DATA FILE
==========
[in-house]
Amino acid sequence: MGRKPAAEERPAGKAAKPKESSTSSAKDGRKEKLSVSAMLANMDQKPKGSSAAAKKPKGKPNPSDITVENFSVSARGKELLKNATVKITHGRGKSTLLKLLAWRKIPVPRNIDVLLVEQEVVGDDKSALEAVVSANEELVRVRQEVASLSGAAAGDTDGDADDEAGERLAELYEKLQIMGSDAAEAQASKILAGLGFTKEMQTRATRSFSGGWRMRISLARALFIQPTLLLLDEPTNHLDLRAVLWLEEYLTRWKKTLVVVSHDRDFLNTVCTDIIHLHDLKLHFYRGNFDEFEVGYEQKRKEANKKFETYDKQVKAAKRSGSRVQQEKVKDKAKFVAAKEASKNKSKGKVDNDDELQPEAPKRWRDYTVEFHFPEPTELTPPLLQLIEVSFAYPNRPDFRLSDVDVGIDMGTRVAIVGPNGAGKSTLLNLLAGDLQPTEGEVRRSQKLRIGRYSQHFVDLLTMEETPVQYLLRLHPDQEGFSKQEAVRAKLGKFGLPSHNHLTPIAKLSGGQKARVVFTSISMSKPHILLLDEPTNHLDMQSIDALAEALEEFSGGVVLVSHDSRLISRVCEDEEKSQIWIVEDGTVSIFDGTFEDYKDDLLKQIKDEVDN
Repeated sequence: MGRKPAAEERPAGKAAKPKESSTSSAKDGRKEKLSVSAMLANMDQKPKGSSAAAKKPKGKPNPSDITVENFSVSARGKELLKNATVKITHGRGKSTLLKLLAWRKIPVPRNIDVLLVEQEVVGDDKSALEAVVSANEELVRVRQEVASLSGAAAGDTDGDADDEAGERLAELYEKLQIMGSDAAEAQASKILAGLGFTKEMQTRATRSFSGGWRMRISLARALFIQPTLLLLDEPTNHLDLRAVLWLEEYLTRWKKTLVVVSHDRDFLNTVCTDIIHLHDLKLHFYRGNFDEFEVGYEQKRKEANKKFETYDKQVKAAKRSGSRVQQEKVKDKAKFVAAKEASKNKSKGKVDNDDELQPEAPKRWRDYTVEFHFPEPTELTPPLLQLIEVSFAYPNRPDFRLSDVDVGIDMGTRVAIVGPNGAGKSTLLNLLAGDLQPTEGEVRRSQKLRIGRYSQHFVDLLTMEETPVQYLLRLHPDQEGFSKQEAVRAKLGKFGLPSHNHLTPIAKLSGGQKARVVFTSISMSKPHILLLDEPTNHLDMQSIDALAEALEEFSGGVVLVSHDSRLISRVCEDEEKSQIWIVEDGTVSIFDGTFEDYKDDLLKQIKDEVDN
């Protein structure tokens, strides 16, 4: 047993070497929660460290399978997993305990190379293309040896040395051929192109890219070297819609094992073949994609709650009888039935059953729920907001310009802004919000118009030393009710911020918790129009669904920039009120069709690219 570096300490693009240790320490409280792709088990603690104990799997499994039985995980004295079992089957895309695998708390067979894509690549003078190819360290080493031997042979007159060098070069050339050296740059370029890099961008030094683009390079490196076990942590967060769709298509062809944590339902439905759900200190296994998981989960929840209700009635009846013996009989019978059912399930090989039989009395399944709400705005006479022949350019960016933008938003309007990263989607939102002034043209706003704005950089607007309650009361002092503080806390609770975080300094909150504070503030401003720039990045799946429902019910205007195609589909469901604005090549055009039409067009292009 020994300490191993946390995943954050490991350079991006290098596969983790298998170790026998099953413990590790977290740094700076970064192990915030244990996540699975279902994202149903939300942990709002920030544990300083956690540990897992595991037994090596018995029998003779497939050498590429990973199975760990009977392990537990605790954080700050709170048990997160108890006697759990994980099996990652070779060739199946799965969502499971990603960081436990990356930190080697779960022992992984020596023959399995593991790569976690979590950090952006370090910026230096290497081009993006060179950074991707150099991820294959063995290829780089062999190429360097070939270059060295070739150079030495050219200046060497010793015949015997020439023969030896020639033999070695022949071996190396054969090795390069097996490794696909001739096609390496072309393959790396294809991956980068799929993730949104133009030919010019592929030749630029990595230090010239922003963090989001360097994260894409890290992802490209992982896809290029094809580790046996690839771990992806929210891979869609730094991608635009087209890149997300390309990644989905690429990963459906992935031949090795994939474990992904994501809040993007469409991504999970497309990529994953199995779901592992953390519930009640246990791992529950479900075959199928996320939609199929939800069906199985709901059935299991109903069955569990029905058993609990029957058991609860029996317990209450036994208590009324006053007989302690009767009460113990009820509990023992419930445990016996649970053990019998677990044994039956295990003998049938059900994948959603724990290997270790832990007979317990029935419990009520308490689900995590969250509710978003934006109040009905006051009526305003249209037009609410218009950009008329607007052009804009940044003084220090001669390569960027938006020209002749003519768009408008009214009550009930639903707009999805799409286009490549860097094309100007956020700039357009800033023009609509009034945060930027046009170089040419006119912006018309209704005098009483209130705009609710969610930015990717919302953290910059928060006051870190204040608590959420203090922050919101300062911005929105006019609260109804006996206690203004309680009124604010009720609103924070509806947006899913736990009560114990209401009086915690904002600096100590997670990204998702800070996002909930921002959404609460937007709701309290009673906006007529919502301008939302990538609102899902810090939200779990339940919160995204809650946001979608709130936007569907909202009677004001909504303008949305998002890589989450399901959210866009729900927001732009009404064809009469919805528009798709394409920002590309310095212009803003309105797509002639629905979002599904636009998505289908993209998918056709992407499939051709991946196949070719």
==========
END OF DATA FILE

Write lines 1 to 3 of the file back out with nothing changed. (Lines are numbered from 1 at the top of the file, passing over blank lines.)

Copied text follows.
[in-house]
Amino acid sequence: MGRKPAAEERPAGKAAKPKESSTSSAKDGRKEKLSVSAMLANMDQKPKGSSAAAKKPKGKPNPSDITVENFSVSARGKELLKNATVKITHGRGKSTLLKLLAWRKIPVPRNIDVLLVEQEVVGDDKSALEAVVSANEELVRVRQEVASLSGAAAGDTDGDADDEAGERLAELYEKLQIMGSDAAEAQASKILAGLGFTKEMQTRATRSFSGGWRMRISLARALFIQPTLLLLDEPTNHLDLRAVLWLEEYLTRWKKTLVVVSHDRDFLNTVCTDIIHLHDLKLHFYRGNFDEFEVGYEQKRKEANKKFETYDKQVKAAKRSGSRVQQEKVKDKAKFVAAKEASKNKSKGKVDNDDELQPEAPKRWRDYTVEFHFPEPTELTPPLLQLIEVSFAYPNRPDFRLSDVDVGIDMGTRVAIVGPNGAGKSTLLNLLAGDLQPTEGEVRRSQKLRIGRYSQHFVDLLTMEETPVQYLLRLHPDQEGFSKQEAVRAKLGKFGLPSHNHLTPIAKLSGGQKARVVFTSISMSKPHILLLDEPTNHLDMQSIDALAEALEEFSGGVVLVSHDSRLISRVCEDEEKSQIWIVEDGTVSIFDGTFEDYKDDLLKQIKDEVDN
Repeated sequence: MGRKPAAEERPAGKAAKPKESSTSSAKDGRKEKLSVSAMLANMDQKPKGSSAAAKKPKGKPNPSDITVENFSVSARGKELLKNATVKITHGRGKSTLLKLLAWRKIPVPRNIDVLLVEQEVVGDDKSALEAVVSANEELVRVRQEVASLSGAAAGDTDGDADDEAGERLAELYEKLQIMGSDAAEAQASKILAGLGFTKEMQTRATRSFSGGWRMRISLARALFIQPTLLLLDEPTNHLDLRAVLWLEEYLTRWKKTLVVVSHDRDFLNTVCTDIIHLHDLKLHFYRGNFDEFEVGYEQKRKEANKKFETYDKQVKAAKRSGSRVQQEKVKDKAKFVAAKEASKNKSKGKVDNDDELQPEAPKRWRDYTVEFHFPEPTELTPPLLQLIEVSFAYPNRPDFRLSDVDVGIDMGTRVAIVGPNGAGKSTLLNLLAGDLQPTEGEVRRSQKLRIGRYSQHFVDLLTMEETPVQYLLRLHPDQEGFSKQEAVRAKLGKFGLPSHNHLTPIAKLSGGQKARVVFTSISMSKPHILLLDEPTNHLDMQSIDALAEALEEFSGGVVLVSHDSRLISRVCEDEEKSQIWIVEDGTVSIFDGTFEDYKDDLLKQIKDEVDN